if manual_start_input == "yes":

charging_started = True

manual_start = True

print("Charging started manually.")

else:

manual_start = False

while True:

voltage = get_voltage()

if voltage is not None:

print("Current voltage:", voltage)

# Start charging when voltage exceeds start voltage or manually started

if (voltage >= start_voltage and not charging_started) or manual_start:

charge_current = min_current

charging_started = True

voltage_below_stop = False # Reset the flag

manual_start = False # Reset manual start flag

print("Starting charging at minimum rate")

# Control charge current based on voltage

if charging_started:

if voltage > setpoint_voltage:

charge_current = min(max_current, charge_current + 1)

print("Increasing charge rate by 1 Amps. New charge rate:", charge_current)

elif voltage < setpoint_voltage:

if charge_current > min_current:

charge_current = max(min_current, charge_current - 1) # Enforce min_current

print("Decreasing charge rate by 1 Amps. New charge rate:", charge_current)

elif charge_current == min_current:

print("Charge rate is already at minimum.")

print("Charge current:", charge_current)

# Stop charging if voltage falls below stop_voltage

if charging_started and voltage <= stop_voltage:

charge_current = 0

voltage_below_stop = True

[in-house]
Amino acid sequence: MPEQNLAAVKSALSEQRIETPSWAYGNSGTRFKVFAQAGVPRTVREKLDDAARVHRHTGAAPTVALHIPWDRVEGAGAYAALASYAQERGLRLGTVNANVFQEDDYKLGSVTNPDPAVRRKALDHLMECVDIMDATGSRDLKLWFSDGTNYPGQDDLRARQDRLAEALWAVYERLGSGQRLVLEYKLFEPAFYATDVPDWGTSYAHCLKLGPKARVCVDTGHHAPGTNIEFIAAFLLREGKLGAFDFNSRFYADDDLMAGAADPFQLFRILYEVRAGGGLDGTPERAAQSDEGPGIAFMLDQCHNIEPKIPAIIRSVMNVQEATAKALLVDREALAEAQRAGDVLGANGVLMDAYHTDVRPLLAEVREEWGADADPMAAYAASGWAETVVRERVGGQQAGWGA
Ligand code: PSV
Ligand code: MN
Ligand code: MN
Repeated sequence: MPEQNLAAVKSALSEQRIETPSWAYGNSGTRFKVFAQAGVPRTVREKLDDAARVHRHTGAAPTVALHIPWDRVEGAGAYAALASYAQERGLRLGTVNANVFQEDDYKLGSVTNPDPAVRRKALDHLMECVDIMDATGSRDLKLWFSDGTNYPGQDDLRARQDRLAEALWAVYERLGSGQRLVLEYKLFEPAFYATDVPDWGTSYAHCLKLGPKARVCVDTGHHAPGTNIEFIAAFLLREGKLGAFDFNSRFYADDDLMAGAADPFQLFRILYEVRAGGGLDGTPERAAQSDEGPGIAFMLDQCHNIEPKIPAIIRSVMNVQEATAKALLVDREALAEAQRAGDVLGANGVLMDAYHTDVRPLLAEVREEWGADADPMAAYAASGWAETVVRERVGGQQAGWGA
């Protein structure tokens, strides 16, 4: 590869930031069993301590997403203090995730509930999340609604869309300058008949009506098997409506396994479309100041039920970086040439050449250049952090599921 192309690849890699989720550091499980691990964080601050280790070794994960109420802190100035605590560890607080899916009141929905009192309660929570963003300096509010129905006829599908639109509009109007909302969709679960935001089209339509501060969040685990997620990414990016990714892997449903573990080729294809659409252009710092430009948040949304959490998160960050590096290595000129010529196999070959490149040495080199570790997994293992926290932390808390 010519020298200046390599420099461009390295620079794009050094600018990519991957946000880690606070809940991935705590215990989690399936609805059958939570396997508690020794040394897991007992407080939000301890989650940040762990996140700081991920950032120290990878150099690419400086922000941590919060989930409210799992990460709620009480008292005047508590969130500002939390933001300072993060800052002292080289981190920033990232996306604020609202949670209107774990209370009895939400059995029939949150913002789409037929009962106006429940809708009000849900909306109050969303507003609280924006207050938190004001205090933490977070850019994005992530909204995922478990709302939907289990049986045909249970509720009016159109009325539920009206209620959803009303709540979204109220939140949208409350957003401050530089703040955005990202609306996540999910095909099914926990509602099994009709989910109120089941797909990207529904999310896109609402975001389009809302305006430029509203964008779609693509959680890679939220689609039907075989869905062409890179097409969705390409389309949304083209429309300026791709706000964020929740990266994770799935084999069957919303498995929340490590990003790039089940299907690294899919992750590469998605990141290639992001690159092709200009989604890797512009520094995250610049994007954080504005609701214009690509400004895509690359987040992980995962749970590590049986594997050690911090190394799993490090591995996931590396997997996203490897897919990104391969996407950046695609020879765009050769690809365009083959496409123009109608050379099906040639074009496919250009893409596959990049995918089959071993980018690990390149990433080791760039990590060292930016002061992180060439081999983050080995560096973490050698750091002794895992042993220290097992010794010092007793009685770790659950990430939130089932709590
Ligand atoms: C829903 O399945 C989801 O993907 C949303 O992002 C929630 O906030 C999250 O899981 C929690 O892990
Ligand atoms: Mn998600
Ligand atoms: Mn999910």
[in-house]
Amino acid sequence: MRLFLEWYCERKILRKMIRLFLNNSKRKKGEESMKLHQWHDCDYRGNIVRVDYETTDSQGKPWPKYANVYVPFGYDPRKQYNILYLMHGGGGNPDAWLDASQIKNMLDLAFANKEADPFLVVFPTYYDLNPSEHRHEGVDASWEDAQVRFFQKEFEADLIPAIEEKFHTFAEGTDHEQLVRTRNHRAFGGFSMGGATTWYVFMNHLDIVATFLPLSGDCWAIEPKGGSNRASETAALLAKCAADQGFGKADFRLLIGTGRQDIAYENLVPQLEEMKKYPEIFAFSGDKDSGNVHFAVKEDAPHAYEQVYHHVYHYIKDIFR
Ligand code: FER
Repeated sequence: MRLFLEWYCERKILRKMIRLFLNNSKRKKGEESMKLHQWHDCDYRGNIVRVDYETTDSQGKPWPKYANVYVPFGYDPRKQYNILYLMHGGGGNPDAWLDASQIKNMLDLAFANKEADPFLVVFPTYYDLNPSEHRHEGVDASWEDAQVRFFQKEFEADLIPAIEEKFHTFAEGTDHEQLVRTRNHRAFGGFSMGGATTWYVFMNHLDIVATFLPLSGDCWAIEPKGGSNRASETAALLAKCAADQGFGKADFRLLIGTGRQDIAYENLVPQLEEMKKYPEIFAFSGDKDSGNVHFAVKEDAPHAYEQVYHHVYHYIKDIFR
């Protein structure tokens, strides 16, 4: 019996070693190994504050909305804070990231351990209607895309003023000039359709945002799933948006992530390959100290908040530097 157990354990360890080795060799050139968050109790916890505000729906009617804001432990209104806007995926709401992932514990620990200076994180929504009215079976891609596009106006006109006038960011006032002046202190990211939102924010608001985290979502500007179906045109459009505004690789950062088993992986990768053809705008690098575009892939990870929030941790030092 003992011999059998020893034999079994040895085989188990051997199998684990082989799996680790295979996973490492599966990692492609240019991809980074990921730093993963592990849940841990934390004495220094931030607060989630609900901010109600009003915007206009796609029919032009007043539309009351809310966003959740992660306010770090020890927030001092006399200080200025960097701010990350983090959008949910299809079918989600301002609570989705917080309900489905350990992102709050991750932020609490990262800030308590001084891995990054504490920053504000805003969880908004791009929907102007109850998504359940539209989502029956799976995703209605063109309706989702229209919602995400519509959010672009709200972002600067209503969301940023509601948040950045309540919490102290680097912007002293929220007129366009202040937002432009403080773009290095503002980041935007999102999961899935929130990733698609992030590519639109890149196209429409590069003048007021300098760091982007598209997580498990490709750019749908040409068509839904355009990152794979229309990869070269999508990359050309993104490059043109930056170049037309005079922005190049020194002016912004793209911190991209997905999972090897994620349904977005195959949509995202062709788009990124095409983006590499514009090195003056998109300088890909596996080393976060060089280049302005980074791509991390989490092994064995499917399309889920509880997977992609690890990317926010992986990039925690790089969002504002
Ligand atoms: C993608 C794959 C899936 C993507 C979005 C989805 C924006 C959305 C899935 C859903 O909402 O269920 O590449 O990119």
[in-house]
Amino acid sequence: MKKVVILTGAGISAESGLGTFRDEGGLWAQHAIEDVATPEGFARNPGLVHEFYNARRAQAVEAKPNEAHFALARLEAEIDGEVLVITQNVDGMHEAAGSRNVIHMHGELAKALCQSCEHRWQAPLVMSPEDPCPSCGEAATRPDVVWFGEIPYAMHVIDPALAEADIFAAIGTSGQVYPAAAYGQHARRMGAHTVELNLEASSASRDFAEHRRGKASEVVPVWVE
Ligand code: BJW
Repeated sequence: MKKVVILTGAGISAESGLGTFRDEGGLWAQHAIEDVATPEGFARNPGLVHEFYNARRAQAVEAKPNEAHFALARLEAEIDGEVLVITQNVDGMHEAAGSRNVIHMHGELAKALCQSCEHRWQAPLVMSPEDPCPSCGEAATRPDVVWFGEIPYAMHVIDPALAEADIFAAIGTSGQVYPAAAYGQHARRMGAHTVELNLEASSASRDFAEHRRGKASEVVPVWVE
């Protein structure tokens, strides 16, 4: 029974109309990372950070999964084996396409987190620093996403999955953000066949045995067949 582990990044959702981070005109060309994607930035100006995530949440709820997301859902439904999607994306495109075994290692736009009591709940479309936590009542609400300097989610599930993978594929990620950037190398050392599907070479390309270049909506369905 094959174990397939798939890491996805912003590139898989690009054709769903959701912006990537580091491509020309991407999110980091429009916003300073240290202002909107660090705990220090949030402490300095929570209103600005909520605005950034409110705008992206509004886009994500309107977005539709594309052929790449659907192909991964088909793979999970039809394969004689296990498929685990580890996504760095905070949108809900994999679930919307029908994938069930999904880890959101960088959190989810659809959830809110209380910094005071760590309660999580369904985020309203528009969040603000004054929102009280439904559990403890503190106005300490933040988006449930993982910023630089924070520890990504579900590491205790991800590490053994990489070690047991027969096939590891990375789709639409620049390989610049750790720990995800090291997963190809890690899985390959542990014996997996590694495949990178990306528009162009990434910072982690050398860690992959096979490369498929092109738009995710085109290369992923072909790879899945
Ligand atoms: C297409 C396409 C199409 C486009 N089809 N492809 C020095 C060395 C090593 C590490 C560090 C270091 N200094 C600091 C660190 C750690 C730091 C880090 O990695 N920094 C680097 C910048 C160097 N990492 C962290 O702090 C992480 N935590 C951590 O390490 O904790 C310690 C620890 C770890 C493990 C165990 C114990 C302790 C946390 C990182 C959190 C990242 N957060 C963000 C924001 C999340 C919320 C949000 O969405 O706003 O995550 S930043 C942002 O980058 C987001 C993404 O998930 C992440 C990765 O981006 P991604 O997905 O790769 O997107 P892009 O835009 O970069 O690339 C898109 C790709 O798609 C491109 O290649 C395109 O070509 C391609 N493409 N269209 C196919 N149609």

charging_started = False # Ensure charging is stopped

print("Stopping charging due to voltage below stop_voltage")

# Restart charging if voltage goes back above start_voltage after previously stopping

if voltage >= start_voltage and voltage_below_stop:

voltage_below_stop = False # Reset the flag

print("Voltage back above start_voltage. Waiting for start_voltage to restart charging.")

# Make/update claim on OpenEVSE with adjusted charge current

"state": "active" if charge_current > 0 else "disabled",

"charge_current": charge_current,

"max_current": max_current,

"auto_release": True

}

retries = 0

while retries < max_retries:

try:

print("Response from OpenEVSE API:", response.text)

break

except requests.RequestException as e:

print("Request failed:", e)

retries += 1

print("Retrying OpenEVSE command...")

time.sleep(5) # Wait before retrying

if retries == max_retries:

print("Max retries reached. Could not send command to OpenEVSE API.")

time.sleep(30) # Adjust the polling interval as needed

# Start controlling charging

try:

control_charging()

except Exception as e:

print("An unexpected error occurred:", e)

traceback.print_exc()

1 person likes this idea

Your Mac book will work for now :) but a pi would be better long term ;) there are plenty of recourses out there to help setting up the pi. I’m pretty sure python is built into the pi OS? So that saves a step :)

It sounds like a Pi3 uses less power and is less cost. What its yours?

G

Even the cheapest pi could run this with no drama. :). Whatever you get will be perfect ;)

OK! I think I have all parts ordered or here. I'll VERY likely post more questions when I start in on it.....

G